' At Eildon Tree, if yon shall be,
A brig over Tweed yon there may see;'-

shows him to have been a man of patriotic fervour as well as natural shrewdness. The Roman encampment here already referred to, appears to have been of considerable extent. It occupied chiefly the north - eastern hill, where it was 1½ mile in circuit, and where the remains of it, inclusive of two fosses, an earthen dyke, four gates, and the general's quarter, can still, it is said, be traced. To place, however, Tremontium on the Eildon Hills is to do great violence to Ptolemy's text, according to Dr Skene, by whom Tremontium is identified with Brunswark. The supposed Druidical relic in the W is a mound, called the Bourjo, of evidently artificial construction, and here the Baal priests of the ancient Caledonians, it has been thought, were wout to offer sacrifices to the sun-god. It is an oak bower, surrounded by a deep trench, and is approached by a plain way made to it from E to W, called the Haxalgate. The hills are composed of porphyritic trap or whinstone, with a large proportion of felspar, which reflects a silvery gleam in the sunshine that has wrought itself into poetic description; while the soil is hard and mostly covered with grass. On the southern hill the opening of a quarry some years ago laid bare a perpendicular cliff of regular basaltic columns, about 20 feet elevation of which stands exposed, looking over Bowdenmoor to the W. On the sides of these hills, like the 'Parallel Roads of Glenroy,' sixteen terraces are traceable, which rise one above another like the steps of a stair. The Eildons lately became, by purchase, the property of the Duke of Buccleuch; and on their eastern slope, which is finely wooded, stands Eildon Hall, the residence of the Earl of Dalkeith, the eldest son of the Duke. Except on the Bowdenmoor side, and where, as on its E, there are woods and enclosed grounds, cultivation extends a good way up from their base, though not so far as it once did, it wonld seem, under the monks, on the side of Melrose particularly.—Ord. Sur., sh. 25, 1865. See chap. xxxiv. Of James Hunnewell's Lands of Scott (Edinb. 1871).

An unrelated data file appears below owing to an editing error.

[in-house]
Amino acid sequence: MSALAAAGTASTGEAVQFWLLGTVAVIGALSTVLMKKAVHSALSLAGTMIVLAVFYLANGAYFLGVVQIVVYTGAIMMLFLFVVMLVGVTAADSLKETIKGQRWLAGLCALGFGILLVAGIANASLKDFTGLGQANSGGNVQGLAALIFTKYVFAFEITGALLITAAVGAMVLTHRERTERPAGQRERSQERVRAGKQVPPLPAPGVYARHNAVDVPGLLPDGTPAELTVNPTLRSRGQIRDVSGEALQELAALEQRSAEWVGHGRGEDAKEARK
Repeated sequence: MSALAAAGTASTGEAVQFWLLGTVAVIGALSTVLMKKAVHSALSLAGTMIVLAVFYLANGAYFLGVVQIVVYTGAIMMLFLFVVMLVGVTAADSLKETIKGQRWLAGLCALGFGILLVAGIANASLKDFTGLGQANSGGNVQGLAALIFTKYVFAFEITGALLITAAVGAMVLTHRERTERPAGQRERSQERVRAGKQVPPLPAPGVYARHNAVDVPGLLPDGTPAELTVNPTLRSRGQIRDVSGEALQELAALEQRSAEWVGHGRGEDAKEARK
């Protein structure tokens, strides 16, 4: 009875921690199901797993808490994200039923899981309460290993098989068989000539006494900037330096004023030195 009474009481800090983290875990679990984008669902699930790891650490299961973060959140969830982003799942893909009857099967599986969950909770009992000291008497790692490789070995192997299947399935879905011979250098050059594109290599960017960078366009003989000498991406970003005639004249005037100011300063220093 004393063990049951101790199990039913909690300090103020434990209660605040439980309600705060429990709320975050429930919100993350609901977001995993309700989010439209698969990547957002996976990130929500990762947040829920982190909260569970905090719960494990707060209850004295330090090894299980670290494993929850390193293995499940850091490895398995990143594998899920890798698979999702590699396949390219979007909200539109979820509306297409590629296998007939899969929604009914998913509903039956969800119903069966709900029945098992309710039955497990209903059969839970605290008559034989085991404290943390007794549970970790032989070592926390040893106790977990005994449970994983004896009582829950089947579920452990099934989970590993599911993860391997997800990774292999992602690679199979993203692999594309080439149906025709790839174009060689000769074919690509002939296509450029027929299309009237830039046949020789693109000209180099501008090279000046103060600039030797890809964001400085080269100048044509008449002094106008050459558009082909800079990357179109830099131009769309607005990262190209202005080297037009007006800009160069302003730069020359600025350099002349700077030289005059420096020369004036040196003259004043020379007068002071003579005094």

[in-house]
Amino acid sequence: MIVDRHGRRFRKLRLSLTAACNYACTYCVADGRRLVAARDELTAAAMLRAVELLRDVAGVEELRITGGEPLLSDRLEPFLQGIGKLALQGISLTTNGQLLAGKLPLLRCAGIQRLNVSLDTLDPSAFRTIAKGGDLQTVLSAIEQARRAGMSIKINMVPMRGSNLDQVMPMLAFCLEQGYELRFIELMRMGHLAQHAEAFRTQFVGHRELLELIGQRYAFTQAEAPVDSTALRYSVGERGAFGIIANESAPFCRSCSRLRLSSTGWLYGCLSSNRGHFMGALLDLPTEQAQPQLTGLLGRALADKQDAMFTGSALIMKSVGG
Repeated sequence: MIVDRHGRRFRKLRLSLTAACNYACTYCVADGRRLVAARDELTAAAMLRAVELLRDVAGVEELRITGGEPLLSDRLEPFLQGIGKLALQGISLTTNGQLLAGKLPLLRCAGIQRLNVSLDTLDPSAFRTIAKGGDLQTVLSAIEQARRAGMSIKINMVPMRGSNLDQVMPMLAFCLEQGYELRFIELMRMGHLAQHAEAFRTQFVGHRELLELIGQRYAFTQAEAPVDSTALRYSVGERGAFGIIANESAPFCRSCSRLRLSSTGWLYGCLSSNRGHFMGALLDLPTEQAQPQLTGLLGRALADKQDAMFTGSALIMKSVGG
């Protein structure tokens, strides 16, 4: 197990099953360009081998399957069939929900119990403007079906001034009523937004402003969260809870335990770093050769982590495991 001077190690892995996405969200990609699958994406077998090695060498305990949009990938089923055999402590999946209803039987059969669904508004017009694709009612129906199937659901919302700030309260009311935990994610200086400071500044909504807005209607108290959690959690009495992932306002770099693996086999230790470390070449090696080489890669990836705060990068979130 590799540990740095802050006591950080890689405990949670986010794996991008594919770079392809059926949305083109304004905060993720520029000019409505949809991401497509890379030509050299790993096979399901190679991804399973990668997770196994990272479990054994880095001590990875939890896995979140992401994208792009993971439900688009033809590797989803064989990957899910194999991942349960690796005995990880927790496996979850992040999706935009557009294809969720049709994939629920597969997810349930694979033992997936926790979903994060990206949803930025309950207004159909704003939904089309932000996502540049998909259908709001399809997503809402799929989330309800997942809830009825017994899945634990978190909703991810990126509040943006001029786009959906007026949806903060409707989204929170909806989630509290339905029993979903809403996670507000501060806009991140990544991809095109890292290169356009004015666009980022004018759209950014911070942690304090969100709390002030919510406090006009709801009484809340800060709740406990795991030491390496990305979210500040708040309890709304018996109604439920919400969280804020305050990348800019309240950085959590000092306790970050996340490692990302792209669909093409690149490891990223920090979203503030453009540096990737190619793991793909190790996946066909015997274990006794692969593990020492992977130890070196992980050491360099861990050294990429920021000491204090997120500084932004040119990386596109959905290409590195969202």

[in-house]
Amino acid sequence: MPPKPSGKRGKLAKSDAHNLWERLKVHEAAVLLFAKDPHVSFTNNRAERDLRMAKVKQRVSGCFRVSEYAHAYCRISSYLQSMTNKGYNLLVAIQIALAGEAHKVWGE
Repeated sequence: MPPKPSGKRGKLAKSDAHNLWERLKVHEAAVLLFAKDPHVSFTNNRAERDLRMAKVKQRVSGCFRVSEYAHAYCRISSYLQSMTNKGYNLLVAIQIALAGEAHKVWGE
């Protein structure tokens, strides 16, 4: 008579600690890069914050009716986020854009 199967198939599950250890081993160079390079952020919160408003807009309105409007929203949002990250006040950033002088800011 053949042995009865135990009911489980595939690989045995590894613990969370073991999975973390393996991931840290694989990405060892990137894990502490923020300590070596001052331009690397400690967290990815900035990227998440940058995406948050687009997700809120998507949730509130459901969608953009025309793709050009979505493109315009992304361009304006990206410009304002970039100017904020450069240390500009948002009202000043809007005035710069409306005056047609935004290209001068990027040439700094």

An accompanying 19th C. Ordnance Survey map is available, or use the map tab to the right of this page.

Note: This text has been made available using a process of scanning and optical character recognition. Despite manual checking, some typographical errors may remain. Please remember this description dates from the 1880s; names may have changed, administrative divisions will certainly be different and there are known to be occasional errors of fact in the original text, which we have not corrected because we wish to maintain its integrity. This information is provided subject to our standard disclaimer